The word passed early from English to continental Germanic languages in forms that clearly indicate the first element had shifted to "God," such as Old Saxon godspell, Old High German gotspell, Old Norse goðspiall. Used of anything as true as the Gospel from mid-13c.; as "any doctrine maintained as of exclusive importance" from 1650s. As an adjective from 1640s. Gospel music is by 1955. Gospel-gossip was Addison's word ("Spectator," 1711) for "one who is always talking of sermons, texts, etc."
late 14c., distressen, "constrain or compel by pain, suffering, or other circumstances; harass," from Old French destresser "restrain, constrain; afflict, distress," from Vulgar Latin *districtiare "restraint, affliction, narrowness, distress," from Latin districtus, past participle of distringere "draw apart, hinder," also, in Medieval Latin "compel, coerce," from dis- "apart" (see dis-) + stringere "draw tight, press together" (see strain (v.)).
From c. 1400 as "afflict with mental or physical pain, make miserable." From early 15c. as "to damage;" specifically "damage a piece of furniture to make it appear older (and thus more valuable)" by 1926.
My particular job is "distressing" new furniture—banging, hammering and knocking it to give it the wear of time. This is not so easy a task as it seems. The smallest mistake may make all your work useless. In high-class "antiques" such as we carry, you have to satisfy not only the average person but people who go in for furniture as a hobby. ["It's a Wise Man Who Knows a Real Antique," Popular Science Monthly, June 1926]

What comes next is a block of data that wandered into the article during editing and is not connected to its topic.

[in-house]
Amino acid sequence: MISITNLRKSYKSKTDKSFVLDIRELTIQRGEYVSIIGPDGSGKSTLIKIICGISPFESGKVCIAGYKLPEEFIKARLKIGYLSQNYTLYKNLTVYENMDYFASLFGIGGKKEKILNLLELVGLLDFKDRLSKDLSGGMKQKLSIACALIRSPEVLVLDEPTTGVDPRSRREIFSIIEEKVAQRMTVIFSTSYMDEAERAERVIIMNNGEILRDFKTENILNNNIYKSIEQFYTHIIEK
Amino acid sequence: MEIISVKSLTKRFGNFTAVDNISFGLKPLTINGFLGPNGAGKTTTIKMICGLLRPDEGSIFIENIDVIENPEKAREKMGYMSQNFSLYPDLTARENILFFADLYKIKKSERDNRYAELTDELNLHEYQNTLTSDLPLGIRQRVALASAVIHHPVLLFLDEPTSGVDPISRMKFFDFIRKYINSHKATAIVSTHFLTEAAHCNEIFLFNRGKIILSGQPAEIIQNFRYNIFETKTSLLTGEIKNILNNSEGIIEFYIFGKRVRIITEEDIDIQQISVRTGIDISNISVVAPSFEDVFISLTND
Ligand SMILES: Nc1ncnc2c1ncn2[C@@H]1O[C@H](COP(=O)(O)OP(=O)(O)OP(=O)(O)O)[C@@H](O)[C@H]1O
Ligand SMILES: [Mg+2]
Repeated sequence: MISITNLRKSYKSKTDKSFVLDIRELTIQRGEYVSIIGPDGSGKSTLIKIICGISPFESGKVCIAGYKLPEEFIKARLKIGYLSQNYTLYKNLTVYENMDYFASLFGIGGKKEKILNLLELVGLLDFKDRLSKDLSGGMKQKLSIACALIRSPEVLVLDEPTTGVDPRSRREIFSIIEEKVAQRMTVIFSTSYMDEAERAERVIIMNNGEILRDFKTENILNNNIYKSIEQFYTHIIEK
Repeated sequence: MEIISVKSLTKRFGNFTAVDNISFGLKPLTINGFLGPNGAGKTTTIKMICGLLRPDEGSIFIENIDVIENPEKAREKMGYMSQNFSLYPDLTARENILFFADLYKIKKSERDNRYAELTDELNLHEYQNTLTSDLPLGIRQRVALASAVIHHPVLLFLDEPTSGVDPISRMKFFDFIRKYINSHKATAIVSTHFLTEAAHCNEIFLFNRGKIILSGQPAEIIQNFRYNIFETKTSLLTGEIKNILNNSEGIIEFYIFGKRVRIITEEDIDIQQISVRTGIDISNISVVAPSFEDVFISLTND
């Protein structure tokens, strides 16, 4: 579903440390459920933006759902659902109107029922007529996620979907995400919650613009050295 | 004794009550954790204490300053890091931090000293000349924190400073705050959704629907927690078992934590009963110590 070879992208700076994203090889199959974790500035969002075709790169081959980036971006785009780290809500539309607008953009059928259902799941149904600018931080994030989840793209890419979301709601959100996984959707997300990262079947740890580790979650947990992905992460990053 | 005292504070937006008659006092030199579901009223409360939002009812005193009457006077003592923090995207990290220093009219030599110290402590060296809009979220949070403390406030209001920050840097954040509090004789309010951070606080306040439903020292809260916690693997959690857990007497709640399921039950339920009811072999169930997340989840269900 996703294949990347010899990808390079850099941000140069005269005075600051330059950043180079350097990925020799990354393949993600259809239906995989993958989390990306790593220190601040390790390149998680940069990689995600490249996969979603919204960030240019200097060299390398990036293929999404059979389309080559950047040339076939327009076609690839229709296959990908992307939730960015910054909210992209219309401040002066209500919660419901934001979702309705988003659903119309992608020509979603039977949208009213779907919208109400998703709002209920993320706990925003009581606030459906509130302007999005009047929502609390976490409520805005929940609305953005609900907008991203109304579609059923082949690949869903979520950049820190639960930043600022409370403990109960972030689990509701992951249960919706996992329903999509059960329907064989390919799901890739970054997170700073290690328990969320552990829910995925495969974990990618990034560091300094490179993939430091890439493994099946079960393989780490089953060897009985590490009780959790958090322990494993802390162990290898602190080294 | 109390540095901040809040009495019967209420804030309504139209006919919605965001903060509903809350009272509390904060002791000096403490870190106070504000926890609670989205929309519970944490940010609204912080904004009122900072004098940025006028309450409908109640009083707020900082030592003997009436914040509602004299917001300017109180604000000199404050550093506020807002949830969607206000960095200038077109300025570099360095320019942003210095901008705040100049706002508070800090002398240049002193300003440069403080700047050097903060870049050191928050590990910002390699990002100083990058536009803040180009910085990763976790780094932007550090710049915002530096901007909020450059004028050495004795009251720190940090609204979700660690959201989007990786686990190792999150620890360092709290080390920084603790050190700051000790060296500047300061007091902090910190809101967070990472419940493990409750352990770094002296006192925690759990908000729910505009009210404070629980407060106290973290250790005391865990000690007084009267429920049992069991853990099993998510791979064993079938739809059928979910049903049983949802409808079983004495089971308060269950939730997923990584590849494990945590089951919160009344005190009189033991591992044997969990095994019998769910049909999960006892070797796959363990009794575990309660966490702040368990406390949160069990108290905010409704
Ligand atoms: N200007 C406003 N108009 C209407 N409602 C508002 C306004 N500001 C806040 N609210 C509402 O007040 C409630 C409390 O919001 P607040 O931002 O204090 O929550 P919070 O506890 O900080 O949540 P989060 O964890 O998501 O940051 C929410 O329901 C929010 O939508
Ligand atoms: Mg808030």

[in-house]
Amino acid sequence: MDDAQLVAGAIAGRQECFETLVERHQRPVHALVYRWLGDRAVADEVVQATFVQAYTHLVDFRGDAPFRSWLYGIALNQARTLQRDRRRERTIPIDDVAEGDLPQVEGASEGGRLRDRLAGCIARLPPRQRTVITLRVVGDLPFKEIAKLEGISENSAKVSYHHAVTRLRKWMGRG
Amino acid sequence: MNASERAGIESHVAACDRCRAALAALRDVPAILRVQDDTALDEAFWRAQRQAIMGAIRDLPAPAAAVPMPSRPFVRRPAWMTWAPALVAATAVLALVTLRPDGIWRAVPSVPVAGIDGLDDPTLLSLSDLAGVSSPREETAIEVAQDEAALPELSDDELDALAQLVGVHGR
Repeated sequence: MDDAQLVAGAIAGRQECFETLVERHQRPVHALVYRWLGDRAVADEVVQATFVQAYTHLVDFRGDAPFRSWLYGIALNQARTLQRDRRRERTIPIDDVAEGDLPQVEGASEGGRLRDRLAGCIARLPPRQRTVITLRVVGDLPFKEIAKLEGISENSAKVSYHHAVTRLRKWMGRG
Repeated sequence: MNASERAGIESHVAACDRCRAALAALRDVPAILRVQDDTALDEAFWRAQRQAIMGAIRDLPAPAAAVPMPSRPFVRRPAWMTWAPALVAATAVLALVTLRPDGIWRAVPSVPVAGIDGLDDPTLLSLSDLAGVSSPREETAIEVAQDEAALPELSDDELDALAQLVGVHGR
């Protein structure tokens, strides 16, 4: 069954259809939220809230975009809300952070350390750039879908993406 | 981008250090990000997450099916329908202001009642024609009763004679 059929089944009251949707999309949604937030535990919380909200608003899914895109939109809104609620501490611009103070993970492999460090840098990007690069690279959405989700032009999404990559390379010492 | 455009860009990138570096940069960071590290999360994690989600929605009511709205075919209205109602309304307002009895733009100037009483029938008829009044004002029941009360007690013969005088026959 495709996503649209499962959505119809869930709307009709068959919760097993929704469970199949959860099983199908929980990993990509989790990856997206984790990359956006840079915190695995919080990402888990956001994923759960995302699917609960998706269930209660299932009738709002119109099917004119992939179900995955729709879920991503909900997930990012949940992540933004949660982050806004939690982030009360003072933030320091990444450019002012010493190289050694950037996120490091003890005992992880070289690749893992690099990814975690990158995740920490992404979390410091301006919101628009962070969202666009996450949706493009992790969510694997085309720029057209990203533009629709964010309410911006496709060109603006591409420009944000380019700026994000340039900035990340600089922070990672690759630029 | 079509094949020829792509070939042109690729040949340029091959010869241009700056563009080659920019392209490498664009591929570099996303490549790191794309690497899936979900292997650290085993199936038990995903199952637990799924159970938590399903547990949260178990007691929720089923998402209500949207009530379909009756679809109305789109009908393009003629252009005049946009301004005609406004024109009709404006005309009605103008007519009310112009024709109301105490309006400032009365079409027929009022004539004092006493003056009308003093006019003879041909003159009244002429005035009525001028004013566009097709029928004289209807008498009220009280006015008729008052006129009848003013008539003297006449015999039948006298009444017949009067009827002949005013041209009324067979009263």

1855, theater slang for "a failure in performance;" by 1862 it had acquired the general sense of "any ignominious failure or dismal flop," on or off the stage. It comes via the French phrase faire fiasco "turn out a failure" (19c.), from Italian far fiasco "suffer a complete breakdown in performance," literally "make a bottle," from fiasco "bottle," from Late Latin flasco "bottle" (see flask).
The literal sense of the image (if it is one) is obscure today, but "the usual range of fanciful theories has been advanced" [Ayto]. Century Dictionary says "perhaps in allusion to the bursting of a bottle," Weekley pronounces it impenetrable and compares French ramasser un pelle "to come a cropper (in bicycling), literally to pick up a shovel." OED keeps its distance and lets nameless "Italian etymologists" make nebulous reference to "alleged incidents in Italian theatrical history." Klein suggests Venetian glass-crafters tossing aside imperfect pieces to be made later into common flasks. But according to an Italian dictionary, fare il fiasco used to mean "to play a game so that the one that loses will pay the fiasco," in other words, he will buy the next bottle (of wine). If the dates are not objectionable, that plausibly connects the literal sense of the word with the notion of "a costly mistake."